It’s a bummer to have to report that Gone in the Night is a major disappointment. You would think a movie directed by Eli Horowitz, starring Winona Ryder, Owen Teague and John Ghallager Jr, and premiering in the midnight section at SXSW, would be a lock for a good time at the movies. But none of these elements come together in a way that makes sense.
Ryder has certainly proved her ability to wow audiences when she’s in the right project. But though she’s terrific in the part here, the idea of using her as a troubled and self-conscious woman who is concerned about her looks is not exactly a good one. I mean, she looks like Winona Ryder. The same can be said for Ghallager, hardly a veteran actor but one who displayed real depth in 10 Cloverfield Lane. His role as the distant boyfriend is so convoluted as to be unenjoyable, and it’s no fun to see him waste his talents on a crummy part. As for director Horowitz (Homecoming), he’s churned out a messy screenplay that takes more twists and turns than a Colorado river, and has none of the thrills that would make such a trip worth it.
The combination of all these elements is a horror flick that seems like a no-brainer but is really just a horror flick with no brains. From the moment we lay eyes on Kath (Ryder), we can tell something is off with her and the script, which has the gal to cast Ryder as a “woman past her prime.” Kath is a middle-aged botanist who enjoys drinking with her friends, while her partner, Max (Ghallager), enjoys going to rock concerts with his buddies. A weekend vacation is supposed to do them some good; however, things take a turn once they get to the cabin.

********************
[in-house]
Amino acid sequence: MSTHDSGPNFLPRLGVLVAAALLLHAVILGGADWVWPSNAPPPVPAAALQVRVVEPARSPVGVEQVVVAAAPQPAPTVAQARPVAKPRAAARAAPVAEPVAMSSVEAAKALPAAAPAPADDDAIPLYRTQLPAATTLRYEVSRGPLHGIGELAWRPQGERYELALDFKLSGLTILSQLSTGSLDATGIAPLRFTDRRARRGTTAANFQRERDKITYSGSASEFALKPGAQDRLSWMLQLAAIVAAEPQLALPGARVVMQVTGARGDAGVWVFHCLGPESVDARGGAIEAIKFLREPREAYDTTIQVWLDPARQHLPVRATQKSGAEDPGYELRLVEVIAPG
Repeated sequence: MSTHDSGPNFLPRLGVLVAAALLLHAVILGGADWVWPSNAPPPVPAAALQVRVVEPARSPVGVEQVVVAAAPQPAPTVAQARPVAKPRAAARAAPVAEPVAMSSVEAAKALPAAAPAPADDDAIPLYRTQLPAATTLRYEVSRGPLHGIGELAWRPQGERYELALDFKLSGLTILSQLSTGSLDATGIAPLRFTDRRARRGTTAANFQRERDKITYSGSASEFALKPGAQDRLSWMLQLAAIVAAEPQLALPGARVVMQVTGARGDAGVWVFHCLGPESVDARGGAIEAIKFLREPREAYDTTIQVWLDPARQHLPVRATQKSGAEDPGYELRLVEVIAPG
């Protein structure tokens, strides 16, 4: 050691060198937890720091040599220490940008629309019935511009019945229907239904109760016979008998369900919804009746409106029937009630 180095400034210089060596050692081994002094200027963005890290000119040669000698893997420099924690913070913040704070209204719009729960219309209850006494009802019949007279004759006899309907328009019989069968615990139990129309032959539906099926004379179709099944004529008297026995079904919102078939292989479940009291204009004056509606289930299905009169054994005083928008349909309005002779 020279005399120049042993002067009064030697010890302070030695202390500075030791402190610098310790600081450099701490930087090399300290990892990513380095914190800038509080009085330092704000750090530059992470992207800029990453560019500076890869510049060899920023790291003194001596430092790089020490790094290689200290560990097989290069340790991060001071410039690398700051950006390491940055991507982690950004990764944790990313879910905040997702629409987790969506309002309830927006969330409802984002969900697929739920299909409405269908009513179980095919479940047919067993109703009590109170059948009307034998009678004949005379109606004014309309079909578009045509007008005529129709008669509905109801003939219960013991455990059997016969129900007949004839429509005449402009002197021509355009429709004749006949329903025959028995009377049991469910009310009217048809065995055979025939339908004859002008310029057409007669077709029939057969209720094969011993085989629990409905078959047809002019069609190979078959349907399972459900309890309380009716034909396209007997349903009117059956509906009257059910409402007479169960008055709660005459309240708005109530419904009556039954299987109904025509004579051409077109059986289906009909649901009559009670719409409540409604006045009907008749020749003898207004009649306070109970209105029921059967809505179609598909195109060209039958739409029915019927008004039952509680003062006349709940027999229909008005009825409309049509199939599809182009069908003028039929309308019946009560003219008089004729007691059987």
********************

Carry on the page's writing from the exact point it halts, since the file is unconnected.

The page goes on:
Once they arrive, they find another car parked in the driveway. Before anyone can say “double booking,” a guy named Al (Teauge) walks out of the shadows, tells them to F-off, and then spits an orange peel into Kath’s face. While most people would leave when a guy spits an orange peel into their face, these are horror movie characters, so the couple decides to stick around when Al’s girlfriend asks them to spend the night. The next morning, Kath wakes up to an empty house. She walks into the forest where a drunken Al tells her that Max ran off with his girlfriend, probably because she was a younger option. Since Khat struggles with her age, she needs to find out if Max really left because of her seniority and reaches out to cabin owner Nicholas (Dermot Mulroney) for help.
The whole thing is a wild concept, hinging on the plausibility of every character’s motivations, which are all a bit flimsy. Why would Max want to leave Kath? And why would Nicholas want to go on a trip to find him? The audience is asked to go along with these questions so the story can be folded around them. The two eventually go on the prowl, of course, but they end up spending more time bonding with each other than they do in perilous situations…that is until the twists start coming.
The tone of Gone In The Night, which veers from slow to tense to comedic to bonkers, never gels into place. Certain characters are scrapped for plot twists and story reveals that are so wild they don’t make any sense, though Ryder certainly has fun with them, delivering an increasingly unhinged performance against Mulroney, who mutters quietly. Though the cast members suggest prestige, this is really just a Lifetime movie dressed up in a suit, and the sooner audiences realize that the better, because anyone with high expectations will be disappointed from the very first frame. 2.5/5